Shortlisted for the Costa First Novel Award
'A novel of fate and free will, forensic detection and blind love, crime and its justifications . . . finely tuned yet extravagantly complex' Evening Standard
A cold October night, 1854. In a dark passageway, an innocent man is stabbed to death.
So begins the extraordinary story of Edward Glyver, book lover, scholar and murderer. As a young boy, Glyver always believed he was destined for greatness. This seems the stuff of dreams, until a chance discovery convinces Glyver that he was right: greatness does await him, along with immense wealth and influence. And he will stop at nothing to win back a prize that he now knows is rightfully his.
Glyver's path leads him from the depths of Victorian London, with its foggy streets, brothels and opium dens, to Evenwood, one of England's most enchanting country houses. His is a story of betrayal and treachery, of death and delusion, of ruthless obsession and ambition. And at every turn, driving Glyver irresistibly onwards, is his deadly rival: the poet-criminal Phoebus Rainsford Daunt.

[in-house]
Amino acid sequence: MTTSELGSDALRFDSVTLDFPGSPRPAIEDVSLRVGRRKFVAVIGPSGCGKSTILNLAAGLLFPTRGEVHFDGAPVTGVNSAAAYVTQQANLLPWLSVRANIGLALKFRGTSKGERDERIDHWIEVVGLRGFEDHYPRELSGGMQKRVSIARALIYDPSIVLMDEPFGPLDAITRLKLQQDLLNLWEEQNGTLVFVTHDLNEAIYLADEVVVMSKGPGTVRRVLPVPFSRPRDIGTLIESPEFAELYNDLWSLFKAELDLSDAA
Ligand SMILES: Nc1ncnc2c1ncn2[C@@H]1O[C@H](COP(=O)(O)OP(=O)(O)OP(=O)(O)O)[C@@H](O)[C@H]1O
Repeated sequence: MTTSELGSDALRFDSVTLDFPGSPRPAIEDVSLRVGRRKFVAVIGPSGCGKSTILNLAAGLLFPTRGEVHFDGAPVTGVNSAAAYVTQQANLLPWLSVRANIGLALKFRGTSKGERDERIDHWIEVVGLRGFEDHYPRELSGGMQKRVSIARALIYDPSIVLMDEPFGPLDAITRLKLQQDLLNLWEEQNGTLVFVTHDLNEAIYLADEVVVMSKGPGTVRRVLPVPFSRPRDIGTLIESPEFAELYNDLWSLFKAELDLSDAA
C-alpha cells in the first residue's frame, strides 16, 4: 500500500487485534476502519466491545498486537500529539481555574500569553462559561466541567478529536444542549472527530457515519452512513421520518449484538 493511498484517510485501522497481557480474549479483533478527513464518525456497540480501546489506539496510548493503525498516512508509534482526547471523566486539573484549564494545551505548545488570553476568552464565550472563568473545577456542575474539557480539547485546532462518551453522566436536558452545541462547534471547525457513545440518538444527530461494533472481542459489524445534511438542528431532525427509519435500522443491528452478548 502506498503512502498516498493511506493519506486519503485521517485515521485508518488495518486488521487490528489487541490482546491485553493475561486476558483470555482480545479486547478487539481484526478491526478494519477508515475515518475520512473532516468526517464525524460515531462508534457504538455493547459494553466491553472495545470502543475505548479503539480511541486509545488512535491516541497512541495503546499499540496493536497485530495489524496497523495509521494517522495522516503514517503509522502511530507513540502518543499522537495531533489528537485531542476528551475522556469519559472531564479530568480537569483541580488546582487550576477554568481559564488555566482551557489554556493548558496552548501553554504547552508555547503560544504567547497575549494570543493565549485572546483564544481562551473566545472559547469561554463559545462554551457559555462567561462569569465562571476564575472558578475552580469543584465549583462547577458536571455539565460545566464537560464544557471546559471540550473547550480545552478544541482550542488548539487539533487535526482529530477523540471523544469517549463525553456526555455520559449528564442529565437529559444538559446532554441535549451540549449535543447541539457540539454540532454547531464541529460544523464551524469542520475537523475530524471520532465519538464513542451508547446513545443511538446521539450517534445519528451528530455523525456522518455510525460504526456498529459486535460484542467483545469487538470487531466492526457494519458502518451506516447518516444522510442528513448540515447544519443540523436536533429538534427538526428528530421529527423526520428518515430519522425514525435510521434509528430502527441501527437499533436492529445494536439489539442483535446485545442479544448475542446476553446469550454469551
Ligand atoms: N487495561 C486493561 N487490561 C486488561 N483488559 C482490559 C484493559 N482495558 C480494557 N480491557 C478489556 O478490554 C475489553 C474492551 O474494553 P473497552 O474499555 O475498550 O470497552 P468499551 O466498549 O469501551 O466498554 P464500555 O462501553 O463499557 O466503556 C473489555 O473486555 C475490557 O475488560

Thirty years in the writing, The Meaning of Night is a stunning achievement. Full of drama and passion, it is an enthralling novel that will captivate readers right up to its final thrilling revelation.